In the nightcap, Andrew Andrews led his team to a 93-92 win against a squad that included former UW standout Aziz N’Diaye (17 points) and Seattle University’s Clarence Trent (28 points). Andrews connected on three three-pointers and finished with 21 points. Hikeem Stewart added 20 , sophomore Gilles Dierickx eight and Desjuan Newton, who is transferring from Central Arizona CC to Robert Morris, had 30.
Trent was impressive while knocking down deep three-pointers and using his incredible athleticism for tip jams and windmill dunks. N’Diaye powered in several dunks and kept Dierickx fairly quiet.
Not sure if Andrews and Stewart can play together for long stretches in the Pac-12, but Monday they were too much for N’Diaye’s team. Both guards shot the ball well on the perimeter and were pests on the defensive end.
Trailing 92-91 with 14.2 seconds remaining, Andrews baited a defender into a foul. He used a pump-fake on a three-pointer to get the defender in the air and jumped into him for the call. Andrews made two of three free throws, but needed to sweat out three potentially game-winning shots in the final seconds.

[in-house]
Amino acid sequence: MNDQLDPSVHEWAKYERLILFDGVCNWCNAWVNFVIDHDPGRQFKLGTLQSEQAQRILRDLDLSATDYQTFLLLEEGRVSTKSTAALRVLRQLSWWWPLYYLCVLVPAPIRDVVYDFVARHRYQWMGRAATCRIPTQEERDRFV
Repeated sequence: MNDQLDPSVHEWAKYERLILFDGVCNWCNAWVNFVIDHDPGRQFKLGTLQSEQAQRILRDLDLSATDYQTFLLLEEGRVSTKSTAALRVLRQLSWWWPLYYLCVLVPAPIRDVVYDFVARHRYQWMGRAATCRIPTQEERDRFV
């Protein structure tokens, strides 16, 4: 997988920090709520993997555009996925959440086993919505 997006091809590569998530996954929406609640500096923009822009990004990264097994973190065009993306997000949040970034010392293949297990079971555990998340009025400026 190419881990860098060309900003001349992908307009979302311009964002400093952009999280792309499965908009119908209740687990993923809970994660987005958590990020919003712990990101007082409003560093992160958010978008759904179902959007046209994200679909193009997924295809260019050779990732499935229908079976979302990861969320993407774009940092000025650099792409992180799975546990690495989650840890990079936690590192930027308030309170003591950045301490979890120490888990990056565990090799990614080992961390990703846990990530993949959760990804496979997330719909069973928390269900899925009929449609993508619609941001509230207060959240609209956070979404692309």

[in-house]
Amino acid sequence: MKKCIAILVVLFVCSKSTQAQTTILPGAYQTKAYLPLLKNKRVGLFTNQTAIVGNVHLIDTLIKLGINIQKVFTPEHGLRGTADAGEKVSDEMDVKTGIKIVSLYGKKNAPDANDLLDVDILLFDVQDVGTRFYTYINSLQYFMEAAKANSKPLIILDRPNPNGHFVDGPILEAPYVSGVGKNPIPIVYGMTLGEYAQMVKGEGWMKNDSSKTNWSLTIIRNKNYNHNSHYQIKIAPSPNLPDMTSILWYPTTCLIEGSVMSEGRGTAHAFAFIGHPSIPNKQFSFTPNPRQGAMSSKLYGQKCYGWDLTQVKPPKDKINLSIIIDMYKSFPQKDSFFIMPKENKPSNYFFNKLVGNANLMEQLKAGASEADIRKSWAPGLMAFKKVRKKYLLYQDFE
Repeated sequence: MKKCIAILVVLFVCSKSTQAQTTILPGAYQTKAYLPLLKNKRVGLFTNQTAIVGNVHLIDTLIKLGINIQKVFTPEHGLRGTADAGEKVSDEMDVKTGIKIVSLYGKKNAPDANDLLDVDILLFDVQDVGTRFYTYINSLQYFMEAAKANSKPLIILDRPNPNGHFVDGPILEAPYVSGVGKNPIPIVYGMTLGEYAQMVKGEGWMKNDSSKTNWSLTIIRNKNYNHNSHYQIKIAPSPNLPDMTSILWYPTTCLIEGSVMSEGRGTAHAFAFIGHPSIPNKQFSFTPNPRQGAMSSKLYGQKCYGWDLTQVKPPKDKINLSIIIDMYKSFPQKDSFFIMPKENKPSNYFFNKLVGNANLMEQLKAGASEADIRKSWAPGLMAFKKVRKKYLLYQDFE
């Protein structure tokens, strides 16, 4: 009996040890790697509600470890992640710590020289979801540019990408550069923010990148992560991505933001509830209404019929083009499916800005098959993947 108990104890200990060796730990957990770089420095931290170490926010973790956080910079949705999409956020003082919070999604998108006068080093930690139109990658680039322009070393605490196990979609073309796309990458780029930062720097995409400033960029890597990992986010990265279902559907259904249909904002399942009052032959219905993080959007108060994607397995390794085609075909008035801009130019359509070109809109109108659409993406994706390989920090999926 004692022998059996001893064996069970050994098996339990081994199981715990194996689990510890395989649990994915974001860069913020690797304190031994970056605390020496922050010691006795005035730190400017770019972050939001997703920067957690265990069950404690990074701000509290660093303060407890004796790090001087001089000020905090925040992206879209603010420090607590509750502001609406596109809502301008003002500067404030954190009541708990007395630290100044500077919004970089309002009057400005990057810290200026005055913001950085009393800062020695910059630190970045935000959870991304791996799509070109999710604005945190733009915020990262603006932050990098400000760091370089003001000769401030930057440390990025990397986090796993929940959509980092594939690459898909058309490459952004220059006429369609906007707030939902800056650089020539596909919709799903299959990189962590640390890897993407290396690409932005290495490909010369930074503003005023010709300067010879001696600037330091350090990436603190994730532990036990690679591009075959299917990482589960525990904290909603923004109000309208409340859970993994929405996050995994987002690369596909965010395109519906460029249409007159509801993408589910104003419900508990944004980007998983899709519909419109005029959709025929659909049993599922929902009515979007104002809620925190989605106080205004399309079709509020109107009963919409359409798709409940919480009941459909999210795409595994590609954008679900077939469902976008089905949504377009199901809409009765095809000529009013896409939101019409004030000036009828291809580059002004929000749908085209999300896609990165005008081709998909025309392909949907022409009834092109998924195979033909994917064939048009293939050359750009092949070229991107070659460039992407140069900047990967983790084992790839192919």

The league comes to an end next week. Check back for times and pairings.
March 6, 2013 at 11:44 PM
Here’s the postgame video (above) of Washington players following their 65-57 win over USC.
(On the final game on Saturday) “It hasn’t really hit me yet but the game should be fun. It’s been a good five years. It won’t be the end of the year, but it will be the last time I play at home so it will be special.”
(On Fontan being hurt) “I didn’t know he was hurt, I was just trying to help the team in any way that I could. I wasn’t doing much on offense so I figured my defense could help us.”
(Rebound mentality) “I just don’t want to run 17’s for not rebounding, so I just go to the boards. It’s not so much as a threat that I’ll have to run if I don’t, it’s more that I set a goal for myself to crash a certain amount of times and I try to hold myself to reaching that goal every single game.”
(On the team being on a roll (like the beginning of conference season) “We’re just trying to play consistent. We don’t look at streaks, we just take the games as they come and try our best to go out there and play hard. We don’t pay too much attention to how many games me lose in a row or how many games me win in a row; we treat each game as an individual game. We’re just trying to play as hard as we can.”